I like to think of All Saints Sunday as the church’s celebration of homecoming. On this day in the church year, we remember people who have died, specifically for how these saints have modeled faith, love and service in their lives, and how they taught us to follow in that example. But it is also a day on which we give thanks that these saints have gone home after their long journey. And by doing so, they point us toward the way home – the promise made to us in our baptisms – that God will someday welcome us home to eternal life.
Jesus teaches blessings and woes to his gathered disciples with a two-fold purpose. Jesus is pointing the disciples to the needs of the present – that the poor, the hungry, the grieving – are all blessed in God’s eyes and that we need to be about God’s business of caring for those neighbors who are hurting. And woe to those who are living comfortably, but in ignorance of the suffering so prevalent around them. It is a call to repentance – to reorient our focus to present and urgent needs of God’s people.
Jesus also points us to the realities of the future with God, and what it will be like as we journey toward the home to which God is calling us. It’s a home where all people are welcome – where there is no division between rich and poor, hungry and satisfied, joyful and grieving, friend and enemy, haves and have nots. It’s a homecoming that promises eternal satisfaction, not just a few hours of getting in touch with a familiar place. It’s a homecoming that Jesus promises us will cause us to “Rejoice in that day and leap for joy”.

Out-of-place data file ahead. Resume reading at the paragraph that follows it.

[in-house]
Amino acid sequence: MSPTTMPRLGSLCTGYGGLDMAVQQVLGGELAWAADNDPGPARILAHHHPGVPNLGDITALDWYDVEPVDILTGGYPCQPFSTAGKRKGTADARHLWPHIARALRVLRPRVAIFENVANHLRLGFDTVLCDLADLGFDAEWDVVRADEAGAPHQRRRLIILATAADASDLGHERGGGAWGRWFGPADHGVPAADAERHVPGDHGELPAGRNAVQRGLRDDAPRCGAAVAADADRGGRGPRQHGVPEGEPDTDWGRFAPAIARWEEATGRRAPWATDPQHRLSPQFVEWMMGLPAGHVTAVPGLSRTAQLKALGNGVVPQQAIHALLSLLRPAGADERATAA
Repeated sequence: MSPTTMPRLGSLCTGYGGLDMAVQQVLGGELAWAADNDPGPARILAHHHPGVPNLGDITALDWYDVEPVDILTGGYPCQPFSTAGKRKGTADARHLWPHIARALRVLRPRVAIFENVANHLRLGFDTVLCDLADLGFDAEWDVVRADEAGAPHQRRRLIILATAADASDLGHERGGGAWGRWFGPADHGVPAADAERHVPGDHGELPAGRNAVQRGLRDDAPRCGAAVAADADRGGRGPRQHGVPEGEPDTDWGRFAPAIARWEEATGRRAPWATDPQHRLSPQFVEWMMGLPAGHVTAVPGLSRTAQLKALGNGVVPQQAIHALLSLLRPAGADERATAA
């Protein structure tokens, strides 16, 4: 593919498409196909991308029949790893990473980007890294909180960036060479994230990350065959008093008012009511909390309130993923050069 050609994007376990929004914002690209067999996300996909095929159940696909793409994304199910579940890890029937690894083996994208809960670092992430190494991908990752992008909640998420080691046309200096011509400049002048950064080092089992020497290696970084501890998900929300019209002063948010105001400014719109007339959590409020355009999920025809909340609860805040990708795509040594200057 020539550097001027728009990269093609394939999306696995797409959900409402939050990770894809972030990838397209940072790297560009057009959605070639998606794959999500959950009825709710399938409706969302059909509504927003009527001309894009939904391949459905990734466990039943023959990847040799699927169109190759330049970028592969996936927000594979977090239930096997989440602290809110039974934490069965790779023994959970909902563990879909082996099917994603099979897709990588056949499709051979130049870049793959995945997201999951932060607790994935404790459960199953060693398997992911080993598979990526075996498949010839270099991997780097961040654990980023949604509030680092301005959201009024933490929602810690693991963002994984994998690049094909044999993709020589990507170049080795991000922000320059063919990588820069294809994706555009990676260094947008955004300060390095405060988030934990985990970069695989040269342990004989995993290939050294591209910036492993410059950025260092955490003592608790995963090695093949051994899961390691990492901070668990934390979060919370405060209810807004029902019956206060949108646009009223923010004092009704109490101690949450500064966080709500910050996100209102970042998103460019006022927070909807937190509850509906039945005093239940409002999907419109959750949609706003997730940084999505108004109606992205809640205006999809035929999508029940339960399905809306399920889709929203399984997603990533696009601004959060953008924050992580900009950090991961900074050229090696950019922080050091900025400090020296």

But for now, we are on that journey home, and every time we give welcome to a stranger, love an enemy, bear the burdens of the suffering, and act selflessly for the benefit of others, we are adding another stone to the walkway that will end with our homecoming – our eternal life with God.
Devotions for Week of 11/6/2016
For the full text of the sermon, CLICK HERE
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Gustavus Adolphus Lutheran Church (GA) in New York City has been chosen as one of eight internship congregations to participate this year in a church-wide initiative designed to increase our understanding of Holy Scripture and most importantly, to cultivate our engagement with it. In partnership with The Lutheran Theological Seminary at Philadelphia, Vicar John Heidgerd will be working to develop innovative ways to deepen our faith formation and sense of discipleship for the sake of ourselves and our communities.